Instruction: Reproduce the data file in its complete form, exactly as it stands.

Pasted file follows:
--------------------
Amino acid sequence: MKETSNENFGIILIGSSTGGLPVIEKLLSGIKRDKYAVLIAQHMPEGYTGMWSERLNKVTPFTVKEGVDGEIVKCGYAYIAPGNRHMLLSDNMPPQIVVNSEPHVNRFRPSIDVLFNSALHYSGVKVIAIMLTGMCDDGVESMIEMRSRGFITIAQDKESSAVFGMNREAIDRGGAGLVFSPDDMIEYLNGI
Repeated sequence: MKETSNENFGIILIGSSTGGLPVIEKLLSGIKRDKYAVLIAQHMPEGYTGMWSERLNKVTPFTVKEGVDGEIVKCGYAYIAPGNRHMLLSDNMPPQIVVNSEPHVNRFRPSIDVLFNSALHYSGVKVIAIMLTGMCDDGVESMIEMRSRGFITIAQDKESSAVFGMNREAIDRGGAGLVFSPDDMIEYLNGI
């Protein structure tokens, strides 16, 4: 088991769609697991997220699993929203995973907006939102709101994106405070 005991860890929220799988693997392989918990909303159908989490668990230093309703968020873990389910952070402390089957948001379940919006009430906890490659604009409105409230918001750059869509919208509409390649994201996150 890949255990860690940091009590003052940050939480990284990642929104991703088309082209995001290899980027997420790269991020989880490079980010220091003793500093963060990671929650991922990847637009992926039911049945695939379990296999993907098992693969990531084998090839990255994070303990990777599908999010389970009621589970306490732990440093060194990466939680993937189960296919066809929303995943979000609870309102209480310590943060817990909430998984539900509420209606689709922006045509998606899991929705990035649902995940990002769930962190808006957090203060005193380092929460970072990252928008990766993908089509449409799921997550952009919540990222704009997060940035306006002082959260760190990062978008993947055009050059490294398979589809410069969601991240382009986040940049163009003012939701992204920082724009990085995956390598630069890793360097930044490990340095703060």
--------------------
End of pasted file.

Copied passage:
Amino acid sequence: MKETSNENFGIILIGSSTGGLPVIEKLLSGIKRDKYAVLIAQHMPEGYTGMWSERLNKVTPFTVKEGVDGEIVKCGYAYIAPGNRHMLLSDNMPPQIVVNSEPHVNRFRPSIDVLFNSALHYSGVKVIAIMLTGMCDDGVESMIEMRSRGFITIAQDKESSAVFGMNREAIDRGGAGLVFSPDDMIEYLNGI
Repeated sequence: MKETSNENFGIILIGSSTGGLPVIEKLLSGIKRDKYAVLIAQHMPEGYTGMWSERLNKVTPFTVKEGVDGEIVKCGYAYIAPGNRHMLLSDNMPPQIVVNSEPHVNRFRPSIDVLFNSALHYSGVKVIAIMLTGMCDDGVESMIEMRSRGFITIAQDKESSAVFGMNREAIDRGGAGLVFSPDDMIEYLNGI
């Protein structure tokens, strides 16, 4: 088991769609697991997220699993929203995973907006939102709101994106405070 005991860890929220799988693997392989918990909303159908989490668990230093309703968020873990389910952070402390089957948001379940919006009430906890490659604009409105409230918001750059869509919208509409390649994201996150 890949255990860690940091009590003052940050939480990284990642929104991703088309082209995001290899980027997420790269991020989880490079980010220091003793500093963060990671929650991922990847637009992926039911049945695939379990296999993907098992693969990531084998090839990255994070303990990777599908999010389970009621589970306490732990440093060194990466939680993937189960296919066809929303995943979000609870309102209480310590943060817990909430998984539900509420209606689709922006045509998606899991929705990035649902995940990002769930962190808006957090203060005193380092929460970072990252928008990766993908089509449409799921997550952009919540990222704009997060940035306006002082959260760190990062978008993947055009050059490294398979589809410069969601991240382009986040940049163009003012939701992204920082724009990085995956390598630069890793360097930044490990340095703060």